A lost branch of dinosaur family
When James Kirkland first walked the barren, mudstone hilltop in the Utah desert four years ago, he was stunned by how many fossils littered the ground.
His excitement was tinged with regret, however. Dr. Kirkland knew that his guide, Lawrence Walker, was sharing a secret that probably would lead to Mr. Walker's prosecution for taking dinosaur bones from the site. It was federal land. And Walker, a commercial collector, had no permit to dig there. But Walker also sensed he'd found something truly remarkable on this remote patch of sandstone buttes and mesas. He agreed to lead Kirkland - Utah's state paleontologist - to the site and risk the consequences.
"I was overwhelmed," Kirkland recalls. "I put my hand on his shoulder and told him: 'I'll have to give a deposition if I'm asked to, but I am very grateful you chose me' " to see the site.
Grateful indeed. A team of paleontologists led by Kirkland announced Wednesday the discovery of a new dinosaur caught in the evolutionary act of shifting from a meat eater to a vegetarian.
The 125-million-year-old creature is expected to shed light on this process not just for the dinosaur's group itself, but for dinosaurs generally, the researchers say.
Moreover, its appearance in North America may deal a blow to the idea that the group originated in Asia. And it may become one of the most thoroughly studied dinosaurs in history. The hilltop is a mass burial ground for the animals. The new find, dubbed Falcarius utahensis, may have hundreds of its brethren interred there in well-preserved condition.
In the world of paleontology, that's a big deal. The overwhelming majority of the roughly 900 dinosaur species known are represented by a partial skeleton or a few bone fragments, Kirkland explains. "We estimate that there are well over a million bones here, and 99 percent are from this animal," he says. "This animal will be a hallmark dinosaur one day."
In its heyday, Falcarius measured 13 feet from beak to tail. It stood 4-1/2 feet tall and boasted talons four inches long. To the uninitiated, it resembles its Velociraptor cousin in many ways. But on closer inspection, the creature is clearly demoting itself on the food chain, the researchers say. Its teeth are losing their meat-eating edge. Its pelvis is broadening to accommodate a digestive system large enough to handle a plant-based diet. Its neck is growing longer, its legs stubbier, and its head smaller. In all, Falcarius displays 20 features of plant-eating dinosaurs that it appears to have evolved independently from other herbivores, according to Lindsay Zanno of the University of Utah, who is working on the project.
Described in the team's formal report in Thursday's edition of the journal Nature, Falcarius belongs to a group of dinosaurs known as therizinosaurs. The group is a dead-end branch off of an evolutionary path that led from an ancestor shared with Velociraptors to modern birds.
Falcarius appears to be the primitive forerunner of Therizinosaurus, a creature Mrs. Zanno calls "a Frankenstein of the dinosaur world." Therizinosauruses roamed what is now the Gobi desert between 94 and 65 million years ago. Nearly 30 feet long, they sported claws of up to 28 inches; Zanno describes them as a cross between an ostrich, a gorilla, and Edward Scissorhands.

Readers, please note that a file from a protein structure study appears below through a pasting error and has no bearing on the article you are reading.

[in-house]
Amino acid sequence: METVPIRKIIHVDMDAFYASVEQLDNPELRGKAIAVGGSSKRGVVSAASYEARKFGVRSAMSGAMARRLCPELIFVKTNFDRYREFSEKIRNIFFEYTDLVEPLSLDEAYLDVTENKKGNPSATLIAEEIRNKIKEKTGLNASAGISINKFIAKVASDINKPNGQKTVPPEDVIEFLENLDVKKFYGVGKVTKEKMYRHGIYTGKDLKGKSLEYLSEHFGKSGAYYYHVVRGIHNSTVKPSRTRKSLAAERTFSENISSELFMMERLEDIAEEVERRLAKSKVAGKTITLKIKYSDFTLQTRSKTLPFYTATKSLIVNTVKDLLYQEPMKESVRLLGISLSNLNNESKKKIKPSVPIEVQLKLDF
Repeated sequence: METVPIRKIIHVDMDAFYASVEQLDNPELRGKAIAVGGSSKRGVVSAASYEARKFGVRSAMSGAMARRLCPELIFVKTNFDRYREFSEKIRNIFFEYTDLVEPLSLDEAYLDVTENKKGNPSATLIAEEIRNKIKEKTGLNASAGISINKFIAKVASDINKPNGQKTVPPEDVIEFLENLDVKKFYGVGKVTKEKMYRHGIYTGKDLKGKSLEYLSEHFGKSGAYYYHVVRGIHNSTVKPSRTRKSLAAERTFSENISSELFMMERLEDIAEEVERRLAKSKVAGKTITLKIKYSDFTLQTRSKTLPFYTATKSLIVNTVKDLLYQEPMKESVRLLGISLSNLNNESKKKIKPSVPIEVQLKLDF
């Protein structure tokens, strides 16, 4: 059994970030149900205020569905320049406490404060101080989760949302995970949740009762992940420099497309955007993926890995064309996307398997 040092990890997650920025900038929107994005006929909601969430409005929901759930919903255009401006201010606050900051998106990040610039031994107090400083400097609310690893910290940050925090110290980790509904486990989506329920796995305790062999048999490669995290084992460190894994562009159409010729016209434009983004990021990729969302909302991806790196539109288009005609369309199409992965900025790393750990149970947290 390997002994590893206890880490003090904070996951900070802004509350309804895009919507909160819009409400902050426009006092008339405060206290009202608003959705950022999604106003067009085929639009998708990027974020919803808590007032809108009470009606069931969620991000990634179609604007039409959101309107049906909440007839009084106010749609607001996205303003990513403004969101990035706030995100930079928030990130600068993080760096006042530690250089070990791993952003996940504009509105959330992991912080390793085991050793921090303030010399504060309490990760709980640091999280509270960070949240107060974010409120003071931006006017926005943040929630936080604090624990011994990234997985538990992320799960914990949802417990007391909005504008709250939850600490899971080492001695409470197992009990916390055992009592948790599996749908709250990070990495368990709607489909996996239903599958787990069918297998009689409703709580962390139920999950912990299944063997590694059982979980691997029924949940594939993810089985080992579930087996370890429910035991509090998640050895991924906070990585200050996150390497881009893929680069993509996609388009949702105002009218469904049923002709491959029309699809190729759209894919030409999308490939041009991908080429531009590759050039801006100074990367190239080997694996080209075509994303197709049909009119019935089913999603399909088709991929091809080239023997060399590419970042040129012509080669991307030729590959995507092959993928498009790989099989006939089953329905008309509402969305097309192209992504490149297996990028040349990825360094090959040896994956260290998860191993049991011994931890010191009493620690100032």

Finding its ancestors clustered in the Utah desert will provide a goldmine of information, she says. "We have bones from babies, juveniles, and adults. We have males and females. This will allow us to conduct biological and population studies for a species that went extinct 125 million years ago."
How so many creatures came to be clustered in one place is a mystery. Zanno notes that the animal remains appear to have accumulated in three events separated by at least 1,000 years. The area shows no evidence of volcanism at the time. Nor is there evidence of raging rivers, which might have trapped large numbers of animals trying to cross. The team speculates that Falcarius herds might have perished after drinking at a pond or small lake tainted by carcasses or algae blooms.
And why would a creature begin to slide down the food chain? It may be the result of broader ecological changes taking place at the time, says Scott Sampson, chief curator of the Utah Museum of Natural History at the University of Utah in Salt Lake City. Sampson, along with Donald DeBlieux from George Washington University in Washington, D.C., is a member of the research team reporting the results.
He explains that 125 million years ago, Earth was undergoing an extended warming period and lacked permanent ice caps. Continents were breaking apart from the supercontinent Pangea. And plant forms were expanding from ferns and conifers to flowering plants.
This explosion in plant life gave animals "a whole new set of fodder," he says. Falcarius may have eased its way into an unfilled ecological niche that allowed its lineage to survive for some 50 million years.
For Kirkland, the site was like a gift. He'd been working on fossils from the same broad rock formation elsewhere in Utah. And in the late 1990s he uncovered fragmentary remains of the first therizinosaur found in North America; he called it Nothronychus. It was 90 million years old. Now, at 125 million years, Falcarius is as old as any therizinosaur found in Asia, raising questions as to where the line originated.
Without Walker's portentous invitation to visit the what's now called the Crystal Geyser Quarry, "we never would have found it, at least [not] for 100 years or so," Kirkland acknowledges.
In November 2002, Walker was indicted on charges of theft of government property. He served a five-month prison term and has returned to his home in Moab, Utah. Kirkland says that Walker has asked to help excavate the fossils as a volunteer.
"He has paid his dues," Kirkland says. "So I told him he is welcome to volunteer on the project."